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27 October 2007
The future of third world resistance
Francis Fukuyama has an interesting analysis of America's failure to coerce the Iraqis into submission. He argues that:
At least part of the problem is that it is dealing with complex social forces that are not organised into centralised hierarchies that can enforce rules, and thus be deterred, coerced, or otherwise manipulated through conventional power.
Translated into simple English, the Iraqis have no central authority that can betray them and each group fights under its own leader.

This is something that I have been arguing since at least 2004:
What all this seems to show is that those who are waiting for a Ho Chi Minh or Fidel Castro Ruz to emerge and lead the people to independence are probably going to be disappointed. There is no national leadership behind the Iraqi insurrection. The guerrillas are locally based and what leadership there is only operates at regional or tribal level.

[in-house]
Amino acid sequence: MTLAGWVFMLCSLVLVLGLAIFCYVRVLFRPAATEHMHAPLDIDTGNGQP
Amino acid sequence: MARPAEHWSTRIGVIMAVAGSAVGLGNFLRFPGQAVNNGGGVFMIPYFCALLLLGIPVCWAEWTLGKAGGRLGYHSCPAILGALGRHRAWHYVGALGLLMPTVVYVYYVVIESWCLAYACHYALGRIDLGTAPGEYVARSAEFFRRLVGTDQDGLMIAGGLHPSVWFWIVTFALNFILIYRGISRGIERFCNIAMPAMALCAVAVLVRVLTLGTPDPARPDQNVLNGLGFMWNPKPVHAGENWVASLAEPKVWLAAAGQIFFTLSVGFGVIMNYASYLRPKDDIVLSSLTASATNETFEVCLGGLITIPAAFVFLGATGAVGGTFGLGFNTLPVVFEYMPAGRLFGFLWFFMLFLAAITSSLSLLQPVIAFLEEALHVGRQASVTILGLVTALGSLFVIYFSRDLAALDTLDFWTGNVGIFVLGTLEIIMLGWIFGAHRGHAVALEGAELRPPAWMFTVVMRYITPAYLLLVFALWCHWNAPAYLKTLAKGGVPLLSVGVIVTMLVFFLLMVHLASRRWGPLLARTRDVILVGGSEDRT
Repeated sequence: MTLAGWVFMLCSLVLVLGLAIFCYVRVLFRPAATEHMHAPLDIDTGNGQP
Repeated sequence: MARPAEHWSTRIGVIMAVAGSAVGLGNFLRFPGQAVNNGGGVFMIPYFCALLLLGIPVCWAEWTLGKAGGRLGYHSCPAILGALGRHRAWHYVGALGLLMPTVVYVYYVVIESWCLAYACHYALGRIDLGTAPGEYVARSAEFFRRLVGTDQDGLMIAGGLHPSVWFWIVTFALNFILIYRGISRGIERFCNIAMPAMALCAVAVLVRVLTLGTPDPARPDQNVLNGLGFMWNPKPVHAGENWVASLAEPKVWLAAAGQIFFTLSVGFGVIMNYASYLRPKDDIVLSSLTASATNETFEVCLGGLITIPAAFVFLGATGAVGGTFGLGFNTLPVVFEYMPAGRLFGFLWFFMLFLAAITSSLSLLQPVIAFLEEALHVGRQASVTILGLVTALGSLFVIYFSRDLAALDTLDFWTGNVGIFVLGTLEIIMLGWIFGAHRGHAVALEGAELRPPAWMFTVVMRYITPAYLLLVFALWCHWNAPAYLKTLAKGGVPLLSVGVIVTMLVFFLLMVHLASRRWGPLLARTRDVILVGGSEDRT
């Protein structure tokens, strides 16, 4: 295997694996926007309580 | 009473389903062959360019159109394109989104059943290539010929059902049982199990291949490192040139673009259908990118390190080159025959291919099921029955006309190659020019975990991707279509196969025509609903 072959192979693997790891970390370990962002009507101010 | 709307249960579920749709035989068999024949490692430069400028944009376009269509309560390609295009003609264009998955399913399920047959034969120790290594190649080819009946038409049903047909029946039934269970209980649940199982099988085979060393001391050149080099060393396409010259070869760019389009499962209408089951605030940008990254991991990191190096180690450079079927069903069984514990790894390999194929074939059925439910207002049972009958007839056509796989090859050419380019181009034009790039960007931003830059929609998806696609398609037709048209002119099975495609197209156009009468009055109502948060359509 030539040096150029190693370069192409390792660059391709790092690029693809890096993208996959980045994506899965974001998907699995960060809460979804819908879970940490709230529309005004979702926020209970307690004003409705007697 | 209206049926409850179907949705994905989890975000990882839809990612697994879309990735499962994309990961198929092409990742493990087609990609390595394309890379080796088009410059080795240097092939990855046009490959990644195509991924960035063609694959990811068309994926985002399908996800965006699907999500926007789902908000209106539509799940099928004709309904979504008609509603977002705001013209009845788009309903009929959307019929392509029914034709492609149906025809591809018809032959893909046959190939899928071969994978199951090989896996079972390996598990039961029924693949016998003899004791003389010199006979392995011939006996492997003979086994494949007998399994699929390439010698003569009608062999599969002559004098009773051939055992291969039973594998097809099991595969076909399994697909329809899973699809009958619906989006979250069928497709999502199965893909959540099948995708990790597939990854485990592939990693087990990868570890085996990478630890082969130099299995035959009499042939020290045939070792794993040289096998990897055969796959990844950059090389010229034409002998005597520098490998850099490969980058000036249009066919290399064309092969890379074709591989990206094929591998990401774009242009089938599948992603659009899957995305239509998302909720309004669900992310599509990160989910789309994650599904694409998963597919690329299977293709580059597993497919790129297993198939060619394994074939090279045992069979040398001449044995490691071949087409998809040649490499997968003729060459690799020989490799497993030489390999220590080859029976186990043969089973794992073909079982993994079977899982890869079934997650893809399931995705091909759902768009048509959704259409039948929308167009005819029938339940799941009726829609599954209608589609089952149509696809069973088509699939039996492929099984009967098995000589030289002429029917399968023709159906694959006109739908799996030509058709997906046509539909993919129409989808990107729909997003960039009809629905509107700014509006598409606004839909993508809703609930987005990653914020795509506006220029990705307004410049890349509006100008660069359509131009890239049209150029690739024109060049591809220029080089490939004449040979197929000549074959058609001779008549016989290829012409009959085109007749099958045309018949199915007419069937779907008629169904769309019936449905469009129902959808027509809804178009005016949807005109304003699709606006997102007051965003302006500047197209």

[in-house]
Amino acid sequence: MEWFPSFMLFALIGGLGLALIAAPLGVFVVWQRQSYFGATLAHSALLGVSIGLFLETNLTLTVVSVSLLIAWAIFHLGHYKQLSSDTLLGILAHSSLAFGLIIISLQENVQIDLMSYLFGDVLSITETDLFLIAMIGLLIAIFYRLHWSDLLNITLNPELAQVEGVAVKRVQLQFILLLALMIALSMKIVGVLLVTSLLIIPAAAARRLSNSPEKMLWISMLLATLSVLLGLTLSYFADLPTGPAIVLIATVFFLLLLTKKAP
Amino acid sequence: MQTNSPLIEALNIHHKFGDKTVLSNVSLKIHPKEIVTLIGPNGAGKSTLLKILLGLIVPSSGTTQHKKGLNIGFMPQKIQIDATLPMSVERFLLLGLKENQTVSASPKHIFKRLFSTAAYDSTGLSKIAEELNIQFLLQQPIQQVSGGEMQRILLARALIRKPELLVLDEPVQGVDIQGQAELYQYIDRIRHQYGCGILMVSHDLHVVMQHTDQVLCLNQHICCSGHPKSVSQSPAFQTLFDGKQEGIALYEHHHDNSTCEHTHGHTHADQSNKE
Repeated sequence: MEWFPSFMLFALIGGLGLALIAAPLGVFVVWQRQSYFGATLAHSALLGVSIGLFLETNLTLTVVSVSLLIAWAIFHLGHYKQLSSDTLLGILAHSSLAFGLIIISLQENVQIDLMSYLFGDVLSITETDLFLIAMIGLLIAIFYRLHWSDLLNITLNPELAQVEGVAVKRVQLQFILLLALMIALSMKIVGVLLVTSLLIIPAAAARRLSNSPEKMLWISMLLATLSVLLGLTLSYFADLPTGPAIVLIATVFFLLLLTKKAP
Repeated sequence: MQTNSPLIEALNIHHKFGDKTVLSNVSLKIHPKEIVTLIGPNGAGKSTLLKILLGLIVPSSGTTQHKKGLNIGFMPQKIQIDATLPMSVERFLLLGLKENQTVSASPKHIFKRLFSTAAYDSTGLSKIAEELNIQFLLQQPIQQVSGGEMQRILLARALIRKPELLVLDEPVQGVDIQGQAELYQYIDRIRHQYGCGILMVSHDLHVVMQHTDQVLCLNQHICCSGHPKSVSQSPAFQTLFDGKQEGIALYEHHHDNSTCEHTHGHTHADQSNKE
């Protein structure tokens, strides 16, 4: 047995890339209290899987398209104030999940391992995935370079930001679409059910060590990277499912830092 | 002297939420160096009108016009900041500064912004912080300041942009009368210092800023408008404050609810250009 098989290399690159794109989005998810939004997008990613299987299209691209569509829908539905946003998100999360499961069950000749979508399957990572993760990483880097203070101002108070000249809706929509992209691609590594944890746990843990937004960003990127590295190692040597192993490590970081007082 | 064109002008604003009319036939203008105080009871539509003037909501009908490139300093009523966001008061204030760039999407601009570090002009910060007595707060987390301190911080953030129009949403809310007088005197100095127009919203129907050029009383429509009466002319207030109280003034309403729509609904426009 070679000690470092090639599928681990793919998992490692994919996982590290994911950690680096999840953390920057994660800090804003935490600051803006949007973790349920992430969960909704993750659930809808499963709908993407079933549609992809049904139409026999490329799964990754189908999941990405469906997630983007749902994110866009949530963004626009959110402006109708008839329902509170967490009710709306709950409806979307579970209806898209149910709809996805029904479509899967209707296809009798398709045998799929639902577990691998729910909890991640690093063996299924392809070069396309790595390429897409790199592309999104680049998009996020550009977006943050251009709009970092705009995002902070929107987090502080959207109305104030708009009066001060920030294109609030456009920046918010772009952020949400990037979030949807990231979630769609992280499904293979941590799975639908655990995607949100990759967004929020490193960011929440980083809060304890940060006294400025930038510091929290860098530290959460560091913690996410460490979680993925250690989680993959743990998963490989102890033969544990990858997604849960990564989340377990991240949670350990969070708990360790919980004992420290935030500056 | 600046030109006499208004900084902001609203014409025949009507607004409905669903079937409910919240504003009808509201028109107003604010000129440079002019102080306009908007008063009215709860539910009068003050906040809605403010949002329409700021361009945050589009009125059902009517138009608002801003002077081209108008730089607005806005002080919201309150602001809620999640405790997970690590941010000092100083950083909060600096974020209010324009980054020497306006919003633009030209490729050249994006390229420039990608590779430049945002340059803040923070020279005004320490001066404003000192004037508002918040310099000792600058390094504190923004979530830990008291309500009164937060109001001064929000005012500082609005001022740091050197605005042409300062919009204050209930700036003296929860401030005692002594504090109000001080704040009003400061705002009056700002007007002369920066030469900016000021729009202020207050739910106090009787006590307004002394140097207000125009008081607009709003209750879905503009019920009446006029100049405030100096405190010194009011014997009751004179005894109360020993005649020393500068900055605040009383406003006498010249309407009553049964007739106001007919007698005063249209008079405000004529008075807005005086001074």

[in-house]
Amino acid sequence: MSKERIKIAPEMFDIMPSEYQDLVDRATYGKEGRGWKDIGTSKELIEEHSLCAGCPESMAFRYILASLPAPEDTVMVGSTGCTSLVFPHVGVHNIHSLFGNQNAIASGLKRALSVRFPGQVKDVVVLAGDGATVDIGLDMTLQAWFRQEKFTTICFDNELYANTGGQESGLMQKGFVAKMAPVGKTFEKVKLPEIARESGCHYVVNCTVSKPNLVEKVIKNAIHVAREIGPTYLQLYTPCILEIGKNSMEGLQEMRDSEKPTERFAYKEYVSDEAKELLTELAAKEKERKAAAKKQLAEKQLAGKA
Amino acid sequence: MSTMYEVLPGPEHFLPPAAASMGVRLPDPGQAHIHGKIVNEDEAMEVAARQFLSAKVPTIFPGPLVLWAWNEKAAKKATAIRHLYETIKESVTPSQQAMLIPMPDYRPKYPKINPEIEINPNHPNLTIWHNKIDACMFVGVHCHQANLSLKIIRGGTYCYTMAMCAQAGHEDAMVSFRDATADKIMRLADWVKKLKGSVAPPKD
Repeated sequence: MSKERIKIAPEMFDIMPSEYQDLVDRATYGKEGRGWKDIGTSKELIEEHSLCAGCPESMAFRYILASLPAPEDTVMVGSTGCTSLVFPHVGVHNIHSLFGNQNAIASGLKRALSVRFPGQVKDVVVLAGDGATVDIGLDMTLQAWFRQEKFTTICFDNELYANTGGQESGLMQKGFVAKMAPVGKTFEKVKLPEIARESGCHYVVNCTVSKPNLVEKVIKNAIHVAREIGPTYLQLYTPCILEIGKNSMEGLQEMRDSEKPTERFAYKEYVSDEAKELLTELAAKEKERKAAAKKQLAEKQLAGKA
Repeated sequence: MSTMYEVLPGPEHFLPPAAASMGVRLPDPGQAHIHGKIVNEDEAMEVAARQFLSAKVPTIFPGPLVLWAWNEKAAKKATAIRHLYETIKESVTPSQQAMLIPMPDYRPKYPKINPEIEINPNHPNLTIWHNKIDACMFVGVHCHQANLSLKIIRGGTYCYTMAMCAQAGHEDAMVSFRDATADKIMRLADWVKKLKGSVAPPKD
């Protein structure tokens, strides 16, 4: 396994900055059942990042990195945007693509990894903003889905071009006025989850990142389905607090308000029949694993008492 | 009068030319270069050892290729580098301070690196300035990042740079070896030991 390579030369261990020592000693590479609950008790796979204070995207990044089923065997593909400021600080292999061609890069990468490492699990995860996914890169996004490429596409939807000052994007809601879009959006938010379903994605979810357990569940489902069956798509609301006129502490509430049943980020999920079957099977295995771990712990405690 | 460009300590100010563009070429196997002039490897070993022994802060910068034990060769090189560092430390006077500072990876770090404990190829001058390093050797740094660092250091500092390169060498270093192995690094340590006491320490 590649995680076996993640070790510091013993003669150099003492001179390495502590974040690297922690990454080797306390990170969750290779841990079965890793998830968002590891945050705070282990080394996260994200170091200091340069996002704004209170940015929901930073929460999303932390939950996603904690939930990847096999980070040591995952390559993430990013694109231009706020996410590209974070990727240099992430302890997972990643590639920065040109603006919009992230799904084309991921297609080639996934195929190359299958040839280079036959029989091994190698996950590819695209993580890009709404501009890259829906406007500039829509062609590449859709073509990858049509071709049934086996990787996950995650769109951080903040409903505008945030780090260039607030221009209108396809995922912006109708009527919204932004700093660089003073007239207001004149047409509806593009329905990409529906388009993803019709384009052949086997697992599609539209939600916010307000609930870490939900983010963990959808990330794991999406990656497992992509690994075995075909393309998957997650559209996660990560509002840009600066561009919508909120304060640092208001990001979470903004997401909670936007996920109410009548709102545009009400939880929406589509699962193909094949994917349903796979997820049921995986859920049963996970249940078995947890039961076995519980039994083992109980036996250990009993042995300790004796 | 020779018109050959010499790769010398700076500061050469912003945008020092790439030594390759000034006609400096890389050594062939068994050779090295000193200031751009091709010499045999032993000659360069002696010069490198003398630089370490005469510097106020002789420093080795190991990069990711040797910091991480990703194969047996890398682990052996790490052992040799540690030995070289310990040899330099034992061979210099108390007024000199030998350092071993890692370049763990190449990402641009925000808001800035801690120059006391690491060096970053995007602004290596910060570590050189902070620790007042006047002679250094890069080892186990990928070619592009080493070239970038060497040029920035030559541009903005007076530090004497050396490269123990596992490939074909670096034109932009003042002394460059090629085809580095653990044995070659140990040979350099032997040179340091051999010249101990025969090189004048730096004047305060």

This is the future and this is how the third world will defeat the first, whenever the latter is foolish enough to invade. The south of the planet cannot take on the north with high technology, so the north is basically invited in - and then the door is slammed shut.

Weak third world states will collapse like a house of cards, and then the families, clans and tribes will take over and that is when the fun begins.

The internet means that methods used by one resistance centre can be studied by others. Ideas can be swapped and tactics improved. You don't have to wait until something has been proven, if the idea looks promising you use it and improve on it yourself. Others copy your example. It is called open source warfare and it works very well indeed.

This is the future. Local resistance, drawing on age-old human links, and turning the west's inventions, such as the internet, against its inventors.

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